Humor Writer Kills Self Because Everybody Says His Writing “Sounds Like An Onion Article”



Rock Cellar Magazine

Artisan Town, Southern California

Sick and tired of everyone telling him his writing “sounds like an Onion article,” humor writer Dixon B. Tweenerlegs committed suicide yesterday by fighting a gorilla, which was the exact subject of an Onion parody piece in October of 2009.

Sheriff’s department spokesman Steve Hannah said Tweenerlegs’ mangled, writer’s-body was found torn in two – the top half inside a Coffee Bean & Tea Leaf in Studio City, the bottom half draped over a table outside a Starbucks in West Hollywood. “You don’t often see suicidal writer’s body parts spread so far apart,” observed Hannah [no relation to Onion CEO Steve Hannah].  “The suicide note helped us put the pieces together,” Hannah added, winking.

Tweenerlegs joins a growing segment of humor writers who can’t get published by the used-to-be-funny-Onion, but who still face the ridicule of being told day after day that their writing sounds “just like an Onion article!”

Hannah notes “It’s widely known in the artsy-fartsy circles that The Onion does not accept unsolicited freelance contributions.  Many humor writers whose writing sounds just like The Onion cannot actually be published in The Onion, so unfortunately, many of them take their own lives by gorillas and similar means.”

In the repetitive, unfunny suicide note that sounds eerily similar to an Onion article, Tweenerlegs recounts the misery of being an unemployed humor writer who could never compose a single shred of writing without it being compared The Onion.

“Since when did all works of satire, parody, farce, mockery, spoofs and send-ups become the sole property of The Onion?!” says the suicide note, reclining casually next to a dog-eared copy of Roget’s Thesaurus.  “Who died and made The Onion ‘King of All Humor?!’” the note continues, in a whiny tone.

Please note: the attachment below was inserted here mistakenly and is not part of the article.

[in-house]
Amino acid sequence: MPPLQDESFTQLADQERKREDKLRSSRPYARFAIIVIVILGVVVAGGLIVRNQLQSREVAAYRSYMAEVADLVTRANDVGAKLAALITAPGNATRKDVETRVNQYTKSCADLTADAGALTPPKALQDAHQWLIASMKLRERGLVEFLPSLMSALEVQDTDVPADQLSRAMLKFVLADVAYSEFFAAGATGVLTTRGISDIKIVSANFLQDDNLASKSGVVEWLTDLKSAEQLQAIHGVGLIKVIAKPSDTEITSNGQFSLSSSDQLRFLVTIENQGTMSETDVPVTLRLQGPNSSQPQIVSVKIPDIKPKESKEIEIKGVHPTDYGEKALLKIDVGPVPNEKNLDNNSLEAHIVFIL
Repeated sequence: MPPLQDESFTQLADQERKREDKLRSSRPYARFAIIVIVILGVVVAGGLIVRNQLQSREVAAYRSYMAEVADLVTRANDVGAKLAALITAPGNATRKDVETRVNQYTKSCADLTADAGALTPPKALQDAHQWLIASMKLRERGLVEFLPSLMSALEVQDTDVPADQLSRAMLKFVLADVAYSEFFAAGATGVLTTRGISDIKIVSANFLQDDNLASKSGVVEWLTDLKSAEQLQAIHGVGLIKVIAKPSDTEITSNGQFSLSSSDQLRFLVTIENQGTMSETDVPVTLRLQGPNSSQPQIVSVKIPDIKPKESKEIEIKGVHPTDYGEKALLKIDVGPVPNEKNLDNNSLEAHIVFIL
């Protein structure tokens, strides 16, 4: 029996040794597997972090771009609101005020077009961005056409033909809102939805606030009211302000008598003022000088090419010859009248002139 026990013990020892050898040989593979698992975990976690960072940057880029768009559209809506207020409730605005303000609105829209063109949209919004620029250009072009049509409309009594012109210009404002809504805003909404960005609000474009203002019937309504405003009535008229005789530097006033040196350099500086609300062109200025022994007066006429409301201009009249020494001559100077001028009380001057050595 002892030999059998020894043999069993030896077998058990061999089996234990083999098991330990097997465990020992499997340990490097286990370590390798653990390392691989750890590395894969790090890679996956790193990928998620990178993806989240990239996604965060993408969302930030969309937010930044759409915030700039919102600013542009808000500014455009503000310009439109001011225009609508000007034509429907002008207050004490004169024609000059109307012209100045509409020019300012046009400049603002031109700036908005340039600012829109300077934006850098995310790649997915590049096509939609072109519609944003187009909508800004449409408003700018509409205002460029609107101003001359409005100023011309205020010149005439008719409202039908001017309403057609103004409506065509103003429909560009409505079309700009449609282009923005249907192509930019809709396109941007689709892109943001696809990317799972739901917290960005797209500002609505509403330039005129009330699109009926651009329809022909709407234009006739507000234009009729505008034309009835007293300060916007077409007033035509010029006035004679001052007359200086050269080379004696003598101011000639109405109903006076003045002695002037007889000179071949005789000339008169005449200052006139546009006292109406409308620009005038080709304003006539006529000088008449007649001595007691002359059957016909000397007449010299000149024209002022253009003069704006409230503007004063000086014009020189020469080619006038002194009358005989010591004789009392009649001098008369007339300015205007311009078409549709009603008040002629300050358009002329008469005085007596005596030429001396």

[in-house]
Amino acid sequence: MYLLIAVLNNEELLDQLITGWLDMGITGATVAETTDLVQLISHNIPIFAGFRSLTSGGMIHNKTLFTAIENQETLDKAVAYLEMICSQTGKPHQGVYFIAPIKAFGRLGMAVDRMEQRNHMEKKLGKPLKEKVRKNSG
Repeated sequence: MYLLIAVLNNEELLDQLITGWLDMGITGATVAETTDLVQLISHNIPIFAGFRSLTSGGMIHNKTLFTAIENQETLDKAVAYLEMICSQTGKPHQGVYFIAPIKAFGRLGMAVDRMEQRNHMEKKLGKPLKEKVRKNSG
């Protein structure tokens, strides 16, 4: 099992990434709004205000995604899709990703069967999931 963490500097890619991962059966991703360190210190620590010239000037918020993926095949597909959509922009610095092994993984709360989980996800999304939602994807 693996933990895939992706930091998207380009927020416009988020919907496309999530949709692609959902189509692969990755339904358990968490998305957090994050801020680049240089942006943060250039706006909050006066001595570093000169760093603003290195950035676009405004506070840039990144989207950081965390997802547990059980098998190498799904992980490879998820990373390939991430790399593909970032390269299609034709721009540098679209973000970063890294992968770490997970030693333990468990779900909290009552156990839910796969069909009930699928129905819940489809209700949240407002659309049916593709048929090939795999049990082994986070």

“So what if my articles all start with a tremendous title and premise only then to deteriorate into a rambling repetition of that same premise over and over” continued the suicide note, defensively.

Humor archivist Will Tracy [no relation to Onion editor Will Tracy] from the Satire History Institute Team points out that historical satirists H.L. Mencken, Ambrose Bierce, P.G. Wodehouse and Mark Twain faced similar obstacles in their respective eras.

Oscar Wilde, reached beyond the grave by his publicist/medium, agreed: “Verily, in my day it was the same – the publication was called The Puckered Potato.  I couldn’t get any of my whimsy published there, despite everyone telling me that my humor sounded just like a Puckered Potato piece.”

Associated Press managing editor Will Tracy [no relation to Onion editor Will Tracy] shares the sentiment:  “Do you know what it’s like being told – daily – that our actual AP news stories ‘sound like Onion articles?’  It’s like The Onion gets all the credit for anything funny that happens anywhere.  Even in real news!”

When contacted at their luxurious high-rise offices, spokesmen for The Onion responded “we do not accept unsolicited freelance questions from members of the media.”



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